About seven percent of all American adults hold a view that chocolate milk originates from brown cows, as per the nationally representative online survey commissioned by the Innovation Center of U.S. Dairy.

If we calculate approximately ut rounds of 16.4 million hold misconception, milk-drinking people. This is equal to the population of Pennsylvania and few are unaware that chocolate milk is milk, cocoa and sugar.

Although the survey has garnered snorts and jeers from few corners — “um, guys, [milk] comes from cows — and not just the brown kind,” snarked Food & Wine — the most shocking thing about this number may, in reality, be that it isn’t higher.

For about decades, practitioners in agriculture, nutrition and education have formulated a viewpoint that many Americans are kind of agriculturally illiterate. They are unaware of where food is grown, how it is warehoused — or for that matter chocolate milk, what’s in it.

“At the end of the day, it’s an exposure issue,” according to Cecily Upton, co-founder of the nonprofit FoodCorps, which incorporates agricultural and nutrition education as a part of elementary schools. “Right now, we’re conditioned to think that if you need food, you go to the store. Nothing in our educational framework teaches kids where food comes from before that point.”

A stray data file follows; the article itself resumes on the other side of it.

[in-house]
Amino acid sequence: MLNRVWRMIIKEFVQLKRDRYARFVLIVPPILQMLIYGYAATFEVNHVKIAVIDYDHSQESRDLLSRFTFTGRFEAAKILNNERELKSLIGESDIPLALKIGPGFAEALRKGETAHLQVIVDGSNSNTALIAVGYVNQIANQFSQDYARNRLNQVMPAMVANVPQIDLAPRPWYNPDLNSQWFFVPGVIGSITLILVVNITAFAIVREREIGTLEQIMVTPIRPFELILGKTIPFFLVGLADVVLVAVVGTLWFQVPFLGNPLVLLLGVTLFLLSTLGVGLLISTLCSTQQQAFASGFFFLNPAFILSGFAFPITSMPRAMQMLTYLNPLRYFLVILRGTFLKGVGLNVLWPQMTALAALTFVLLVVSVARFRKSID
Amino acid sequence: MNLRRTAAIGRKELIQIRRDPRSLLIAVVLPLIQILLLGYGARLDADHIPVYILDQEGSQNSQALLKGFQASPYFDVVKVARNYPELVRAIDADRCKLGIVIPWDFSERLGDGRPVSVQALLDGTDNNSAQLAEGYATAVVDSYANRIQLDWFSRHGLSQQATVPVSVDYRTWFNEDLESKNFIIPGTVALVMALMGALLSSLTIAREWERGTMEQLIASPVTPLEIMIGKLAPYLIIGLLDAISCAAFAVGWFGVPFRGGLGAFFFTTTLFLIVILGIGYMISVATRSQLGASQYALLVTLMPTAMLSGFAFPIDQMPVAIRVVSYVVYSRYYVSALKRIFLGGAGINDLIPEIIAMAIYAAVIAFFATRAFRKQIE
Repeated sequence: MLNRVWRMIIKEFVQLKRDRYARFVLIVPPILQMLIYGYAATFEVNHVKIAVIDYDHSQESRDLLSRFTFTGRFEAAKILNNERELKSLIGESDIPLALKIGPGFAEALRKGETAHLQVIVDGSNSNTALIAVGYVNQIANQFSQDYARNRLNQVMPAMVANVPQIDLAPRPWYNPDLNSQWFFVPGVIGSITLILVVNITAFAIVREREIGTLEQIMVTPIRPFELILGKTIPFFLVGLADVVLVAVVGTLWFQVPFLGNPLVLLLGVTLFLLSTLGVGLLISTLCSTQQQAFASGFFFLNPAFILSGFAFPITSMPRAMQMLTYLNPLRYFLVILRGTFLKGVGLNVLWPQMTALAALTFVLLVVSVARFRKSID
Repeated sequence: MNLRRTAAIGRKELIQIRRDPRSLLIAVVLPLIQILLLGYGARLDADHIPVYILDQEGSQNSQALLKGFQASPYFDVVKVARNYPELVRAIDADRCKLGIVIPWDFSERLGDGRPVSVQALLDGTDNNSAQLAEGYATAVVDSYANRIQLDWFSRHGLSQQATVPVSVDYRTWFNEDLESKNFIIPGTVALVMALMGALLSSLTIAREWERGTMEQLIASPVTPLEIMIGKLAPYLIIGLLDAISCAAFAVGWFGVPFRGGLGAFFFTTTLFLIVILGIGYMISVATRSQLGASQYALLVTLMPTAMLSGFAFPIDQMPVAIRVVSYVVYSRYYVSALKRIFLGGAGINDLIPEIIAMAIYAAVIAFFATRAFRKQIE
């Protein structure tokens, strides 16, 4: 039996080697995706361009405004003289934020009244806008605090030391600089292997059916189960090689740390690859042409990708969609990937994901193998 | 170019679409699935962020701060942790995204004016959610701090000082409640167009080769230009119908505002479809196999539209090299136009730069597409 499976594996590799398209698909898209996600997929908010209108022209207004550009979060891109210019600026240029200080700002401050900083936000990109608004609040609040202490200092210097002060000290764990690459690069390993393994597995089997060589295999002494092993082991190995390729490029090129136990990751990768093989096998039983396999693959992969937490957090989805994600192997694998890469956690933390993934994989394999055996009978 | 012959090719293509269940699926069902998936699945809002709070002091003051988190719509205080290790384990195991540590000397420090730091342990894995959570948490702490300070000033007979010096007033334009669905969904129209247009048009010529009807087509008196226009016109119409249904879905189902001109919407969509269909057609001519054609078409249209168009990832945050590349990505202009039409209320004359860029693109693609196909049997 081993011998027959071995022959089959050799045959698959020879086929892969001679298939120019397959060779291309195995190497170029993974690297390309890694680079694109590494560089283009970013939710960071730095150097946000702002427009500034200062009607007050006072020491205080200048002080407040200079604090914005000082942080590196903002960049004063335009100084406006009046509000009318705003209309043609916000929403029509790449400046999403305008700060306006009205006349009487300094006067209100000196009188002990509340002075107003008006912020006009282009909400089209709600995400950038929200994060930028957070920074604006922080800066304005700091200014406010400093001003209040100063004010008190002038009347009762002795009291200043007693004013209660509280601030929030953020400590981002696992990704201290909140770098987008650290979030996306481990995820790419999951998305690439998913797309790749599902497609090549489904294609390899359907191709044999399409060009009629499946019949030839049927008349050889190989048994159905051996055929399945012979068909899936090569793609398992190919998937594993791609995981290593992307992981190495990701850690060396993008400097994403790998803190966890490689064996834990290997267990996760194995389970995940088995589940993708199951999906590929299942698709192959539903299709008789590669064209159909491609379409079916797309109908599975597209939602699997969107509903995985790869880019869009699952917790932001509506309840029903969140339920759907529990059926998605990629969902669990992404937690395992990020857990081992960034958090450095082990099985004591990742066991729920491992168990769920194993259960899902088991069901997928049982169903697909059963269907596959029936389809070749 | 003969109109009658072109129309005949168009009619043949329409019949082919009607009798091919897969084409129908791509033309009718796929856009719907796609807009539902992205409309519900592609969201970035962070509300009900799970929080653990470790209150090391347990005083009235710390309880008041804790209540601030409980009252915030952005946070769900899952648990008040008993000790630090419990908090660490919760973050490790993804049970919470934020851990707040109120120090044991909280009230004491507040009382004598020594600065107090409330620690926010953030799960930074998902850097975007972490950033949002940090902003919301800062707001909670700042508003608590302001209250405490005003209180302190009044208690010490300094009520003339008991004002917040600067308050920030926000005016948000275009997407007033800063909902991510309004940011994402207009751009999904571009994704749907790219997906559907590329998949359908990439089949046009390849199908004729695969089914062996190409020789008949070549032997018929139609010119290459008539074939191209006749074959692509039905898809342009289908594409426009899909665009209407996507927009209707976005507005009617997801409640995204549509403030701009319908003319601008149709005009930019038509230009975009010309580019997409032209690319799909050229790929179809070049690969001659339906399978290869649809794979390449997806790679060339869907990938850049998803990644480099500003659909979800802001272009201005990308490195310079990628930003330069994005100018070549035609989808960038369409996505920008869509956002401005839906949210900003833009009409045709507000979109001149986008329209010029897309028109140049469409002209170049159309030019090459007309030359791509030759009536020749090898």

There is a debate regarding basic food facts that can skew pretty high. When one group of researchers interviewed fourth-, fifth- and sixth-graders at an urban California school, they discovered that about half of them were unaware that pickles were cucumbers, or onions and onions and lettuce were planted. Four in 10 are unaware that hamburgers came from cows. Additionally, 3 in 10 have no clue that cheese is made from milk.

For National Dairy Month, which is in June, NACO has been incorporating a kindergarten-level lesson on dairy. Including its main takeaways: milk — plain, unflavored, bland white milk — comes from cows, not the grocery case.

brown cow

Nutritionists and food-system reformers hold a view that basic lessons are important to raising kids who are aware of how to eat healthfully — a significant aid to overcoming heart disease and obesity. At the same time, farm groups believe the absence of basic food knowledge can result in bad policy decisions.